Mirages of the colonial school

What were the motivations of the French colonizers in opening schools in the Maghreb and Africa?? This study, serious despite some shortcomings, shows how the superiority complex ended up sweeping away the meritocratic ideal and dreams of diversity.

Colonial school is a serious and useful summation on the history of the French colonial school. The problem is posed from the introduction: what were the motivations of the colonizers in opening these schools?? Part or illusion of Christian philanthropy, republican humanism, meritocratic ideal? The work demonstrates that these currents, indisputable at the beginning of history, will gradually break down under the pressure of racial superiority increasingly deployed within the framework of European colonization, based on a desire to dominate the populations of the Empire.

The rise of racism

Carole Reynaud-Paligot's work follows the chronological development of the increasingly accentuated divorce between school and racism, divided into phases delimited by successive colonial policies: the promising beginnings, with the lasting illusion of fusion of racesdear Faidherbe in French West Africa (AOF) then Jules Ferry in Algeria. The latter chose, for a moment, to favor the Kabyle experience of modernizing a school unworthy public and non-denominational Arab-French.

These ideas are relentlessly undermined as the increased presence of settlers, then the arrival of their families under the Third Republic, opposes the trends progressive of arab kingdom civilization still alive under the Second Empire. Algeria then becomes the republican laboratory of this demotion in relation to a possible diversity racial in primary and secondary education. In the colonies, the almost exclusive objective of practical and professional education reserved for the natives triumphed. African resistance to this trend is especially active in Senegal, thanks to the presence of the four communes under French law since 1917.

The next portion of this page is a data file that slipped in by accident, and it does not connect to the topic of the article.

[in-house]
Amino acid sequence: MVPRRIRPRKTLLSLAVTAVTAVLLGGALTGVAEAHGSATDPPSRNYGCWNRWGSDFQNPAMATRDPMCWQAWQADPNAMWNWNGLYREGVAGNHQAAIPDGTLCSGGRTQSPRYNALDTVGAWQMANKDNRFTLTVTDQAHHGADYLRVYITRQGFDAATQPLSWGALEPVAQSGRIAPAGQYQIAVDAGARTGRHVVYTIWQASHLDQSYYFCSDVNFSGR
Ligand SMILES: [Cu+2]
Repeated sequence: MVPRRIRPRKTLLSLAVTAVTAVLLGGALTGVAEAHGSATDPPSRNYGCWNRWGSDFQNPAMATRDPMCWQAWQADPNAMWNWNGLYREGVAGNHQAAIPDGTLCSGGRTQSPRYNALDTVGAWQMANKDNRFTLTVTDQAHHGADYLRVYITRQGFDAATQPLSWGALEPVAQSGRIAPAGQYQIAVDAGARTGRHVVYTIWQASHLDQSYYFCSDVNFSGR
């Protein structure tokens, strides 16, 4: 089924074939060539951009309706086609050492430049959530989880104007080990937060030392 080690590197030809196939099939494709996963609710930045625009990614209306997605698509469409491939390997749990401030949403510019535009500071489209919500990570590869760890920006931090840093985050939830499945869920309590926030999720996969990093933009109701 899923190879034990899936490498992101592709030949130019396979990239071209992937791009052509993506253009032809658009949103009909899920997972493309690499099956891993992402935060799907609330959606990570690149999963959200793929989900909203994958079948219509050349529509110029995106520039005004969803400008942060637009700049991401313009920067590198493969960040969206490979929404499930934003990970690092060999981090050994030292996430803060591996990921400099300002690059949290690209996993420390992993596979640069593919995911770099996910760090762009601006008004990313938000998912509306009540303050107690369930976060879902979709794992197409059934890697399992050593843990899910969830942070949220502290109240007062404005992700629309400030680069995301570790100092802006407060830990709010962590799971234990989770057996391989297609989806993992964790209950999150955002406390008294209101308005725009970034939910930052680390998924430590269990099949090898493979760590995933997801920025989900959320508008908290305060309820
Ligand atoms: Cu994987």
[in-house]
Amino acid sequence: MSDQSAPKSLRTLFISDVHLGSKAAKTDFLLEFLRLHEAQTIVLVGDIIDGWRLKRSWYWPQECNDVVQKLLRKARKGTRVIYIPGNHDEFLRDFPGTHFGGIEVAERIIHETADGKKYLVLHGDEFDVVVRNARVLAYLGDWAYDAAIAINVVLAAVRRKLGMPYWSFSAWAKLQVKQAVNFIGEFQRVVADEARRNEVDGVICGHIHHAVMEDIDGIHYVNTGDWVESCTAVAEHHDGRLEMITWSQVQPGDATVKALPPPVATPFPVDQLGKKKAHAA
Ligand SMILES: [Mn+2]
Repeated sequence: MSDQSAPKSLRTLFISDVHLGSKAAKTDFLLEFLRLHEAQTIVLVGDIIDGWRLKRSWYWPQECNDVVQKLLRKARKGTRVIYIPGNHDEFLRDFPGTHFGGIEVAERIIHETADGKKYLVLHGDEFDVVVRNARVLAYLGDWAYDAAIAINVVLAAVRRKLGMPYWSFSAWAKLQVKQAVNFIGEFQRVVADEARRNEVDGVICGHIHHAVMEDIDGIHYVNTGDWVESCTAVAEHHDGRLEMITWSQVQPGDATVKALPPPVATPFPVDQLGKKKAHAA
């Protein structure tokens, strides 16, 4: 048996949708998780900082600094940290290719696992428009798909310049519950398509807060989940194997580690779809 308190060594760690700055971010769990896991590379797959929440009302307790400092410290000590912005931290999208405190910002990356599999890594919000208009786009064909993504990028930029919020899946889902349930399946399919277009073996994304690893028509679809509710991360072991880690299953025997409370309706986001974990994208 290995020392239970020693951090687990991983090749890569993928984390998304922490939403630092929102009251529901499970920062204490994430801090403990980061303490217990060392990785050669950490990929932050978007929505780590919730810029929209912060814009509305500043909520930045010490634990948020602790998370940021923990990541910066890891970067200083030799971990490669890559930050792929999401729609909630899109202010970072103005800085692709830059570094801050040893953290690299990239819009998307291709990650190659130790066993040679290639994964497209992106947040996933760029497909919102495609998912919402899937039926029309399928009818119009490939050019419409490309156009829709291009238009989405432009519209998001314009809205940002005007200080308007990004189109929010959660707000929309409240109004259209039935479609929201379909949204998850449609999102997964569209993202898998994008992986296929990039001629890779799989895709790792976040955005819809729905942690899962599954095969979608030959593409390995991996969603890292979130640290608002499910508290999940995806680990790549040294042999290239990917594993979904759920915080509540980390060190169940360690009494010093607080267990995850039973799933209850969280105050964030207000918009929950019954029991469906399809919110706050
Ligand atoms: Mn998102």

In the 1930s, the continuation of the rise and peak of scientific racismthe conviction is strong, among French officials, of the psychological determinism limiting the intellectual capacities of the colonized. All this, which it is important to couple with the later work of Delphine Peiretti-Courtis on the making of racial prejudice specifying the context scientist of the period, is supported by extensive and solid documentation.

Tintin in the Congo, original edition (later redacted).

Interest and gaps

The flow of the work is quite descriptive, but the common thread is solid and constantly followed. The French players in educational policy are very well presented and characterized. We would have liked to know more about African actors, even if the task is more difficult. There were many of them AOF and in Senegal and their role was not negligible. Everything related to XIXe century is exciting and often new; THE XXe century suffers a little from being better known.

The study begins with Senegal recovered from the British in 1816. We could have wished for a few words on what preceded it, since the French settled in Saint-Louis du Senegal in the middle of the XVIIe century and that generations of Creole city dwellers settled there. So we weren't starting from nothing.

The most in-depth parts of the work concern theAOF since its beginnings, Algeria and secondarily Tunisia in North Africa and, in a less detailed way from an archival point of view, Indochina and Madagascar. On the other hand, French Quatorial Africa, whose destitute appearance contrasts with the efforts made in AOF, is only allowed half a page (p. 336). However, there are quite a few thesis works on the issue in France, as well as in Gabon and the Congo.

The book is both very rudimentary and disarming with certain gaps. The footnotes are numerous and precise, but nothing is said about the research method and sources. Passed for the absence of bibliography at the end of the volume, since the footnotes remedy this. On the other hand, the absence of a table of acronyms leaves the reader guessing where the archives come from, numerous and useful, but with elliptical references for the uninitiated. We find indifferently CAOM (Overseas Archives Center, which has become for several years ANOMlocated in Aix-en-Provence), but also, less intelligible, references to the Fund RSTNF/ Indo or even Mi obviously from the microfilms of the Archives of Senegal duplicates Paris. In short, a summary presentation of the archive funds consulted, obviously numerous, would have been welcome for the somewhat disconcerted reader.

On the other hand, the works are well listed, even if some classics are missing, such as the old, but still unequaled, book by G. Wilson Johnson on Senegal or the work of Pascale Barthlmy on the “Ecole Normale des Filles de Rufisque”. The multiple reports resulting from the conferences held during the International Colonial Exhibition of 1931 are hardly mentioned, and that of the Guernut commission launched by the Popular Front, no more explicit. That said, the documentation is generally complete and solid.

The result is a serious synthesis, essential for any historian of colonization. It stopped in 1940, when the colonized began to deracialize their educational system.